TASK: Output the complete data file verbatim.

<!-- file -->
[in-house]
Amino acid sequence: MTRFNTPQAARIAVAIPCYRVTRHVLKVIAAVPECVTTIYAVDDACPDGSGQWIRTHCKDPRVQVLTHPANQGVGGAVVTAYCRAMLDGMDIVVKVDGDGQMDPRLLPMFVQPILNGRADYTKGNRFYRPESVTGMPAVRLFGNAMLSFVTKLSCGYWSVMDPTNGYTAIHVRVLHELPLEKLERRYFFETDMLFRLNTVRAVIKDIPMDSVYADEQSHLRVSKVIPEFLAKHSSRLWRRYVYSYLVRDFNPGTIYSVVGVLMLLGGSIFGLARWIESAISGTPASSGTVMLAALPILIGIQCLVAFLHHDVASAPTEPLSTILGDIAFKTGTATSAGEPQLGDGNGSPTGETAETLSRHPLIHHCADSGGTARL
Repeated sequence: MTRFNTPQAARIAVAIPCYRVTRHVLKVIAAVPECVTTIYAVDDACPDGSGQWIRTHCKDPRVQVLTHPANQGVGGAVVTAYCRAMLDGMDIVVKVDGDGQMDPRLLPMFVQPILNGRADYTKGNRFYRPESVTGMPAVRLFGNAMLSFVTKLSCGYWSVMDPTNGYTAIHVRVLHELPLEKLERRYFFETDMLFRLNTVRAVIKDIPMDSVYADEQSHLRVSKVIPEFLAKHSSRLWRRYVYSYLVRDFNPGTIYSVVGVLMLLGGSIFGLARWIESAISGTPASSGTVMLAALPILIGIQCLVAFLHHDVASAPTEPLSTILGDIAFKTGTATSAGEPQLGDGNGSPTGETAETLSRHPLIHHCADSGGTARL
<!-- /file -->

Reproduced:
[in-house]
Amino acid sequence: MTRFNTPQAARIAVAIPCYRVTRHVLKVIAAVPECVTTIYAVDDACPDGSGQWIRTHCKDPRVQVLTHPANQGVGGAVVTAYCRAMLDGMDIVVKVDGDGQMDPRLLPMFVQPILNGRADYTKGNRFYRPESVTGMPAVRLFGNAMLSFVTKLSCGYWSVMDPTNGYTAIHVRVLHELPLEKLERRYFFETDMLFRLNTVRAVIKDIPMDSVYADEQSHLRVSKVIPEFLAKHSSRLWRRYVYSYLVRDFNPGTIYSVVGVLMLLGGSIFGLARWIESAISGTPASSGTVMLAALPILIGIQCLVAFLHHDVASAPTEPLSTILGDIAFKTGTATSAGEPQLGDGNGSPTGETAETLSRHPLIHHCADSGGTARL
Repeated sequence: MTRFNTPQAARIAVAIPCYRVTRHVLKVIAAVPECVTTIYAVDDACPDGSGQWIRTHCKDPRVQVLTHPANQGVGGAVVTAYCRAMLDGMDIVVKVDGDGQMDPRLLPMFVQPILNGRADYTKGNRFYRPESVTGMPAVRLFGNAMLSFVTKLSCGYWSVMDPTNGYTAIHVRVLHELPLEKLERRYFFETDMLFRLNTVRAVIKDIPMDSVYADEQSHLRVSKVIPEFLAKHSSRLWRRYVYSYLVRDFNPGTIYSVVGVLMLLGGSIFGLARWIESAISGTPASSGTVMLAALPILIGIQCLVAFLHHDVASAPTEPLSTILGDIAFKTGTATSAGEPQLGDGNGSPTGETAETLSRHPLIHHCADSGGTARL